A benchmark storm

Published 12:22 am Saturday, December 31, 2011

Debbie Cayton clips bar codes from books ruined when Hurricane Irene flooded Aurora’s library. (WDN File Photo/Jonathan Clayborne)

An unwelcome visit from Hurricane Irene — the “perfect Category 1” — is the No. 1 local story of 2011.

Though it wasn’t a major hurricane, Irene pummeled Beaufort County.

The storm unleashed destruction this area hadn’t seen for generations as its eyewall howled just east of the mouth of the Pamlico River and over eastern county locations Aug. 27.

One death was indirectly attributed to the storm in the county.

Irene destroyed 126 homes in Beaufort County, and damaged 362 homes so severely that, ideally, their occupants would have to be temporarily relocated to make way for repairs, county officials reported in early October.

As of Dec. 22, 195 homes still were at or above a 50-percent damage threshold and were considered uninhabitable, reported Jim Chrisman, Beaufort County’s assistant county manager and finance officer.

More than 3,600 county individuals and families registered for disaster assistance with the Federal Emergency Management Agency.

Irene’s duration, angle of approach and close-by track over the Pamlico Sound made its effects more severe than if it had delivered a glancing blow. The huge hurricane’s western eyewall raked Beaufort County for hours during its passage.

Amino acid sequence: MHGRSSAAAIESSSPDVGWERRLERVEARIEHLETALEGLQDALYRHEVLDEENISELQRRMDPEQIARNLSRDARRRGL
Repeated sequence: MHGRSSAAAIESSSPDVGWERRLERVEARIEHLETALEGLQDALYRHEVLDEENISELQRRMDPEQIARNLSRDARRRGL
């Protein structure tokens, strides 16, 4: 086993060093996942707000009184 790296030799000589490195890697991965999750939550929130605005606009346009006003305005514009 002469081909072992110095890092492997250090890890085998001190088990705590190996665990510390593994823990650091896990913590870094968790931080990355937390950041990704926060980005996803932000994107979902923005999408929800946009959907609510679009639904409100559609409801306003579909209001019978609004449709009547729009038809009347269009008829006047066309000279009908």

“We were getting sustained winds well over 75 mph,” John Pack, Beaufort County’s emergency-management coordinator, said in a mid-September interview. “From the reports (weather observers) gave us, we’re talking in excess of 10 to 15 hours of that.”

Wind gusts of 103 mph, with routine gusts to 90 mph, were recorded in southeast Beaufort County, Pack said.

“A Cat. 2 storm coming by quickly will create less damage than what we saw with this Cat. 1,” he said.

County government received more than 18,000 tons of post-storm vegetative debris at dumping sites, said Chrisman, the assistant county manager.

County water service was disrupted for 36 hours to people south of the Pamlico River, he said.

Power outages nearly covered the entire county at one point, and some utility customers went without electricity for days as crews labored to remove downed trees and limbs from tangled lines.

Chrisman praised volunteer first responders and county staff for “the dedication I saw … across the county.”

Arthur Harris III and his family were the first Aurora residents to receive temporary housing — a park-model trailer — from the federal government. The family lost nearly everything they owned when the storm shoved 19 inches of water into their house, forcing Harris, his fiancée and children to wade to safety.

The Harris family was displaced while their home underwent repairs, but there was no trace of bitterness in Arthur Harris’ face or voice when he spoke of the disaster.

He said “it’s a blessing to be alive.”

Many people who shared Harris’ experience expressed the same sentiment.

Untold numbers of storm victims spoke about the kindness and community spirit that emerged in the wake of Irene.

The recovery continues.

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